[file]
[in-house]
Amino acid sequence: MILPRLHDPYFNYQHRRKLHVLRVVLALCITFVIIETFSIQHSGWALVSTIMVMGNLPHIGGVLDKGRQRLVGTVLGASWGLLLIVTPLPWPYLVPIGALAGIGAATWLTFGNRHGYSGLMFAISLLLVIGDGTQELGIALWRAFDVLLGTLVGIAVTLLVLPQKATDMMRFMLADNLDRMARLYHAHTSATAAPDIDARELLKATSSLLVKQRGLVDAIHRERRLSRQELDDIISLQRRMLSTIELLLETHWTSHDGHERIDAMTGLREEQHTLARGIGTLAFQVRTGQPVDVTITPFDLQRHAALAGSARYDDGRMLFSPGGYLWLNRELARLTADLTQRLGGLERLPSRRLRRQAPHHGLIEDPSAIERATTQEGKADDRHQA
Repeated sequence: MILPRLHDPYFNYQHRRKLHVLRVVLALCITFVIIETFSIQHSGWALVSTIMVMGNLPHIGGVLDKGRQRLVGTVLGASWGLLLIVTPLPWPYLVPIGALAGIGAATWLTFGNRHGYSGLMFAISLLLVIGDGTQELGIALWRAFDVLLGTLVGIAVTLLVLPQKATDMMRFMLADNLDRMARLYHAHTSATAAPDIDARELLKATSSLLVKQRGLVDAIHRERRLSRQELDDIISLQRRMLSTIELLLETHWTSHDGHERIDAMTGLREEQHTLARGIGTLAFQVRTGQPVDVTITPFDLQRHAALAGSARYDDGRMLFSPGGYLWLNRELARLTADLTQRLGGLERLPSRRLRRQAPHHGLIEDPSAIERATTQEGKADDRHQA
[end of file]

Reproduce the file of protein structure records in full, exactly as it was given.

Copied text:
[in-house]
Amino acid sequence: MILPRLHDPYFNYQHRRKLHVLRVVLALCITFVIIETFSIQHSGWALVSTIMVMGNLPHIGGVLDKGRQRLVGTVLGASWGLLLIVTPLPWPYLVPIGALAGIGAATWLTFGNRHGYSGLMFAISLLLVIGDGTQELGIALWRAFDVLLGTLVGIAVTLLVLPQKATDMMRFMLADNLDRMARLYHAHTSATAAPDIDARELLKATSSLLVKQRGLVDAIHRERRLSRQELDDIISLQRRMLSTIELLLETHWTSHDGHERIDAMTGLREEQHTLARGIGTLAFQVRTGQPVDVTITPFDLQRHAALAGSARYDDGRMLFSPGGYLWLNRELARLTADLTQRLGGLERLPSRRLRRQAPHHGLIEDPSAIERATTQEGKADDRHQA
Repeated sequence: MILPRLHDPYFNYQHRRKLHVLRVVLALCITFVIIETFSIQHSGWALVSTIMVMGNLPHIGGVLDKGRQRLVGTVLGASWGLLLIVTPLPWPYLVPIGALAGIGAATWLTFGNRHGYSGLMFAISLLLVIGDGTQELGIALWRAFDVLLGTLVGIAVTLLVLPQKATDMMRFMLADNLDRMARLYHAHTSATAAPDIDARELLKATSSLLVKQRGLVDAIHRERRLSRQELDDIISLQRRMLSTIELLLETHWTSHDGHERIDAMTGLREEQHTLARGIGTLAFQVRTGQPVDVTITPFDLQRHAALAGSARYDDGRMLFSPGGYLWLNRELARLTADLTQRLGGLERLPSRRLRRQAPHHGLIEDPSAIERATTQEGKADDRHQA